Devil’s Doorway (with a different camera)

At first the trail keeps its distance from the cliffside and lake, weaving through dense woods and edging northeast. The path comes to a junction again at about 4.4 miles, with an unnamed connector coming in from the right. Stay left and head north, passing occasional rock outcrops and treading progressively downhill. The path comes close to the cliff’s edge again at a point called Pride Rock; vistas become more common as the East Bluff Trail descends further to Bison Rock and rounds a right-hand bend with a small but surprisingly deep cave on the right.

Devil’s Lake view north
Looking south from East Bluff Trail

After briefly inspecting the darkness of the cave, continue downhill on the East Bluff Trail, staying right at a prominent spur trail at 5.1 miles. Minutes later, bear left at the wide junction with the East Bluffs Woods Trail, continuing northward. From here it is a short and easy walk to the Additional Parking lot, capping off the 5.25-mile hike.

All told, despite the crowds and road noise, the moderate to strenuous Devil’s Lake Loop is one of the most scenic adventures in Wisconsin, a worthy day trip from Madison or the Wisconsin Dells area. Combine with a visit to nearby parks for a nice weekend outing or week-long stay.

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4 Responses to Devil’s Lake Loop (Devil’s Lake State Park, WI)

  1. Pingback: Parfrey’s Glen (Parfrey’s Glen State Natural Area, WI) | Live and Let Hike

  2. Alexander Dashkov says:

    I wish you people would stop advertising this gem. I grew up at Devil’s Lake and my heart belongs there. It is so over visited and over populated now, that even the locals don’t like going there, or just simply not able to due to the crowds. Besides the trash, the wildlife there is diminishing and the trees are dying due to foot traffic. There’s so many other things effected because of excessive crowds. Stick to your micro breweries and arcades. Stop advertising and over populating Devil’s Lake.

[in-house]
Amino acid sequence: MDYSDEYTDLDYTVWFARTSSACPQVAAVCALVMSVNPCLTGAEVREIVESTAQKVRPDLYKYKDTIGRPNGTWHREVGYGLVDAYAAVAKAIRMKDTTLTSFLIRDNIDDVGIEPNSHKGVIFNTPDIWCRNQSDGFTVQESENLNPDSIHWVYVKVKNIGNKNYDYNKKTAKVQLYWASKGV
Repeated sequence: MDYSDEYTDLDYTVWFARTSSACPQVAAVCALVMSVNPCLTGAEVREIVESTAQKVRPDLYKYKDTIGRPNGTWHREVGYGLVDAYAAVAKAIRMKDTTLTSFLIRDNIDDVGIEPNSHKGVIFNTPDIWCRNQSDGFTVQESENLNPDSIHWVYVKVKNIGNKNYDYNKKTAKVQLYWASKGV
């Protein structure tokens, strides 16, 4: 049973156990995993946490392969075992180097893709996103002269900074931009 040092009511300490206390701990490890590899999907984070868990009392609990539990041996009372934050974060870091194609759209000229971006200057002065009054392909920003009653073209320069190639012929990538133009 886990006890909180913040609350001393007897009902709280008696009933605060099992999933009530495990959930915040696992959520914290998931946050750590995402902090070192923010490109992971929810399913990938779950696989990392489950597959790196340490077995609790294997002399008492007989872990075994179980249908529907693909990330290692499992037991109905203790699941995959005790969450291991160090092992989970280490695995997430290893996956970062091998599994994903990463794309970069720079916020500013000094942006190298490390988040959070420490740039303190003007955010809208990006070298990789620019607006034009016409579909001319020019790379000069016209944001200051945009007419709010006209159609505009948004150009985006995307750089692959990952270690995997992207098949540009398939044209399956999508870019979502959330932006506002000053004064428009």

• Andrew Wojtanik says:

      Alexander, thanks for your note, although I think it would have been more appropriate for you to send an email rather than a public, vitriolic comment, all too common on the Internet these days. I hear your concerns about overcrowding, although I think your overstate the impact that this rather banal and niche blog has on influencing this situation. Devil’s Lake is not a private preserve belonging only to locals, and while–as a former volunteer in a national park–I am sad too to see overcrowding, the answer seems to require engaging in productive conversation to try to manage the inevitable explosion of public interest in visiting state and national parks. Accusatory messages (“stick to your micro breweries and arcades”?) don’t seem like a mature or effective way of addressing the delicate balance between conservation and recreation. Happy to discuss further over email (liveandlethike@gmail.com). Thank you!

  3. Pingback: Pothole Trail (Interstate Park, WI) | Live and Let Hike